Former N.C. state Rep. Stephen LaRoque will go to trial in May at the federal courthouse in Greenville on charges of stealing from two federally-funded economic development charities.
In a court order filed last week, U.S. Senior District Judge Malcolm J. Howard set a May 20 trial date for LaRoque, a former member of House leadership who resigned after his indictment last July on federal charges. Howard will preside over LaRoque’s jury trial.
Federal prosecutors believe LaRoque used public money from two economic development non-profits he ran for his own purposes, including buying replica Faberge eggs and diamond jewelry for his wife and a Greenville ice-skating rink run by family members.
LaRoque faces 12 charges — four counts of stealing from a federally-funded program; four counts of transferring money gotten through criminal means; one count of trying to falsify, conceal and coverup crimes; a count of making fraudulent statements to the USDA and two counts of filing false tax returns.
The former Kinston lawmaker has maintained he did not mismanage the businesses, and plans on pleading not guilty to the allegations, according to motions filed by his attorney Joe Cheshire of Raleigh.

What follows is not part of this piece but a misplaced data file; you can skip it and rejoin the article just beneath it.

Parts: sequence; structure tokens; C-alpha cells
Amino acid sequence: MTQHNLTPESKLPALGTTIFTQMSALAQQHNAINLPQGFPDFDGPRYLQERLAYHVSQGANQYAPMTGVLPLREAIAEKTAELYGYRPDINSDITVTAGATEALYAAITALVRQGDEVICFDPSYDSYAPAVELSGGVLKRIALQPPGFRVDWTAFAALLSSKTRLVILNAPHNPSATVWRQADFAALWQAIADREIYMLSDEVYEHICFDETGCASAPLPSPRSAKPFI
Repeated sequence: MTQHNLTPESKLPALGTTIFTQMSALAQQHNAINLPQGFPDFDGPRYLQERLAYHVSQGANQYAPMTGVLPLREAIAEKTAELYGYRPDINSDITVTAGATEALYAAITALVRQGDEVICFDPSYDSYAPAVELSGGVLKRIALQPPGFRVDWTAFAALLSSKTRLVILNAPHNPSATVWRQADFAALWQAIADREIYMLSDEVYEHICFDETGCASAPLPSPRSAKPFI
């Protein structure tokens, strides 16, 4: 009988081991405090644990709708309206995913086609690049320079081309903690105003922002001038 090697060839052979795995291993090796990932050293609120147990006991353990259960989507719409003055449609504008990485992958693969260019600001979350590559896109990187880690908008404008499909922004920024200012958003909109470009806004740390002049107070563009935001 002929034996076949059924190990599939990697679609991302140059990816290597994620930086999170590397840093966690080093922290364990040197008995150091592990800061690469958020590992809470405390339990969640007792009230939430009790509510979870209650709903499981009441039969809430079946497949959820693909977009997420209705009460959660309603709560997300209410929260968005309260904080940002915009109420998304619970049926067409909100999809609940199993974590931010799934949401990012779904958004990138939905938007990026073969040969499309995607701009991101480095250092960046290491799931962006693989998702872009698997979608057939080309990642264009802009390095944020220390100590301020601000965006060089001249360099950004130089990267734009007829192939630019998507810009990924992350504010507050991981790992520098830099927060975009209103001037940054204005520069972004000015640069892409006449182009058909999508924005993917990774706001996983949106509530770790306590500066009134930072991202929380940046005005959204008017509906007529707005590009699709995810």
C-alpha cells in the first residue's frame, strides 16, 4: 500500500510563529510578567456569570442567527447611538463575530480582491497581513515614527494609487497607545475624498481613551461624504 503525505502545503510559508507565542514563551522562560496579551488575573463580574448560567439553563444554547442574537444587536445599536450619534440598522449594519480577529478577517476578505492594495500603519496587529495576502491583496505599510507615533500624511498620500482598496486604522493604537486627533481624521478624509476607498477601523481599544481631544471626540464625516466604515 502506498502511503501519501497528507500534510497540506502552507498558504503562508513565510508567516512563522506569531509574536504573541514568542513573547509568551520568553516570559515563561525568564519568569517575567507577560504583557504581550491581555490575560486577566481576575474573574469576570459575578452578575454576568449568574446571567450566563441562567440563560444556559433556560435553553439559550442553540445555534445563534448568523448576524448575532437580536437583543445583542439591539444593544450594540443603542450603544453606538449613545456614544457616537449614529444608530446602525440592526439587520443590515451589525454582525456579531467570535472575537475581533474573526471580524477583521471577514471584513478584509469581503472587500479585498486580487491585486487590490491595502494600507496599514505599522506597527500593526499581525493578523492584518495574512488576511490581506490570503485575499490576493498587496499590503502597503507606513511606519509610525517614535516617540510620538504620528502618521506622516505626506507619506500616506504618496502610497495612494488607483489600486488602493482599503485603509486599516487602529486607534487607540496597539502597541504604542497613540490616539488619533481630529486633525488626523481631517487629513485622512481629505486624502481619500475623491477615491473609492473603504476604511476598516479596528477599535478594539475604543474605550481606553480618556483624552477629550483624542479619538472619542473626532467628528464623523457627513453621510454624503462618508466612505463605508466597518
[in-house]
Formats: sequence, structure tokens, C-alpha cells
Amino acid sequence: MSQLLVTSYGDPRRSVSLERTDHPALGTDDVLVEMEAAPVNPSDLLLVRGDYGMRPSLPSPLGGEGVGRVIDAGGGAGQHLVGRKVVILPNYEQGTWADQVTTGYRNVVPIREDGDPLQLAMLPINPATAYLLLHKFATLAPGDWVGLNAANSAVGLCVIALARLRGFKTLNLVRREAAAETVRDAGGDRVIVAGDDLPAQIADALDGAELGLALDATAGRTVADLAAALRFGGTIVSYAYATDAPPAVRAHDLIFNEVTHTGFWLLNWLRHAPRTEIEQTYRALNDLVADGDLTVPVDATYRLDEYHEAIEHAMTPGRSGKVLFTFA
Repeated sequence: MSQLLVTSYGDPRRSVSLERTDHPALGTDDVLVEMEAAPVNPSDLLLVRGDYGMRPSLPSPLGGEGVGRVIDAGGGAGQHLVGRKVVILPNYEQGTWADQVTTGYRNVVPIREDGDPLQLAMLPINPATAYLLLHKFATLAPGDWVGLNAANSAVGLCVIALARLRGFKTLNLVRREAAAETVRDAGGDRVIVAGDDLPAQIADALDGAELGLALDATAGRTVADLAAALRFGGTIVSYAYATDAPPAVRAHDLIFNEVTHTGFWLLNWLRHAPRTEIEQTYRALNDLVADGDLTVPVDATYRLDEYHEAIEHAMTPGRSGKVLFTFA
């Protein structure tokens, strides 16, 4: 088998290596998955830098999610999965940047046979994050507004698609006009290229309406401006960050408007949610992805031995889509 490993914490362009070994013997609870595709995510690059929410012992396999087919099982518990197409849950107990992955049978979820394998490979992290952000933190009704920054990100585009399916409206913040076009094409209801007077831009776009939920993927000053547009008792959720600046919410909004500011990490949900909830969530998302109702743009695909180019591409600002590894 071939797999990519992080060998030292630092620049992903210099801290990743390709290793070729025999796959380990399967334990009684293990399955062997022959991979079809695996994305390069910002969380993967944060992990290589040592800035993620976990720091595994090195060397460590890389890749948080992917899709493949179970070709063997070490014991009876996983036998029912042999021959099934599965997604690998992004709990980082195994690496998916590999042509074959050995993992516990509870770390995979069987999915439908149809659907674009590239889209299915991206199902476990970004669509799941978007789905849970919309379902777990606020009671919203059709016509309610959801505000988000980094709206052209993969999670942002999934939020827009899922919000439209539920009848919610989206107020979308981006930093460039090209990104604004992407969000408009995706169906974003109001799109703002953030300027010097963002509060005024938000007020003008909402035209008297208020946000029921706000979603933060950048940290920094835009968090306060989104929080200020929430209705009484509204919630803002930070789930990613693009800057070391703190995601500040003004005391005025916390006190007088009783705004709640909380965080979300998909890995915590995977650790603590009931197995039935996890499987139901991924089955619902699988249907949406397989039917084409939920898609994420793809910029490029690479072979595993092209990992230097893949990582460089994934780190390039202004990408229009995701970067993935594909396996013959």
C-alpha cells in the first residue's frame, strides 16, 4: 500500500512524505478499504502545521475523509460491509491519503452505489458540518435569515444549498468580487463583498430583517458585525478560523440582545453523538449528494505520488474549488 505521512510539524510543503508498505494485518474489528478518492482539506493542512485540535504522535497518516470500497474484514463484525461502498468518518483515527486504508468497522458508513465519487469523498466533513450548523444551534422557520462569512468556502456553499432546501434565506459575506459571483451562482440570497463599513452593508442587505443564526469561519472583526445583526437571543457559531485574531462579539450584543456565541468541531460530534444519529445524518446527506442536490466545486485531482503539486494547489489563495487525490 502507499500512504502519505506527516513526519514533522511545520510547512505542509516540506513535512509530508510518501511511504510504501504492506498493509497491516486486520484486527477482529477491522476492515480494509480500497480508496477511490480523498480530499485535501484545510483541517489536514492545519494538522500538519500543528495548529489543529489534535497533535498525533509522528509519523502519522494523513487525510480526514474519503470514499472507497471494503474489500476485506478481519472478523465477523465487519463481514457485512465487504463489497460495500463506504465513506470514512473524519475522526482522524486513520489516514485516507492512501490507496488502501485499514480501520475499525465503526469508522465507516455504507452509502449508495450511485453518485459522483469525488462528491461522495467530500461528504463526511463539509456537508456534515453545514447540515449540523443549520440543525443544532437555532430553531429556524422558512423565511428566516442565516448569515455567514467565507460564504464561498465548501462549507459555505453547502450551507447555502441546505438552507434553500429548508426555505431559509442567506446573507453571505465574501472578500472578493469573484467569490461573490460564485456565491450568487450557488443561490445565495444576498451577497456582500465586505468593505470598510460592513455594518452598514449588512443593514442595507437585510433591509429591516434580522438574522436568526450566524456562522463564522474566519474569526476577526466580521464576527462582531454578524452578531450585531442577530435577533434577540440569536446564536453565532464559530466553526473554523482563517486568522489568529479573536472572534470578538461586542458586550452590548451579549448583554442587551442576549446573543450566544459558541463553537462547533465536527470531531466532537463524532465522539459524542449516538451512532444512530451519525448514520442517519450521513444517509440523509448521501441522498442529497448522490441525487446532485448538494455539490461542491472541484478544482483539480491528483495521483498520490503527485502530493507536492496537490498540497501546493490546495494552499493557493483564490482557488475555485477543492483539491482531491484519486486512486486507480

A superseding indictment (click here  to read) was also filed Wednesday by federal prosecutors against LaRoque, but no additional charges were included nor does there appear to be any substantive changes to prosecutors’ allegations.
LaRoque was the subject of a 2011 N.C. Policy Watch investigation “Public money, personal gains ” that found the state lawmaker received hefty pay, as much as $195,000 a year, and compensation from the two small economic development non-profits that received federal agriculture money intended to help small businesses and fight poverty in struggling rural areas. But the Policy Watch investigation found LaRoque ran afoul of IRS and USDA rules by stacking the boards of the non-profits, East Carolina Development Company and Piedmont Development Company, with immediate family members and loaned out money to close associates, including his own attorney and two fellow Republican state legislators. Both state Sen. Debbie Clary and state Rep. Mark Hilton declined to seek reelection, and Clary is now working as a lobbyist in Raleigh.
A federal grand jury begin looking into LaRoque shortly after the N.C. Policy Watch investigation was published, and he was indicted last July.
LaRoque was the powerful chair of the House Rules Committee before his resignation in 2012, after his July indictment. He had also lost a bid for re-election bid when he was defeated in the spring 2012 primaries.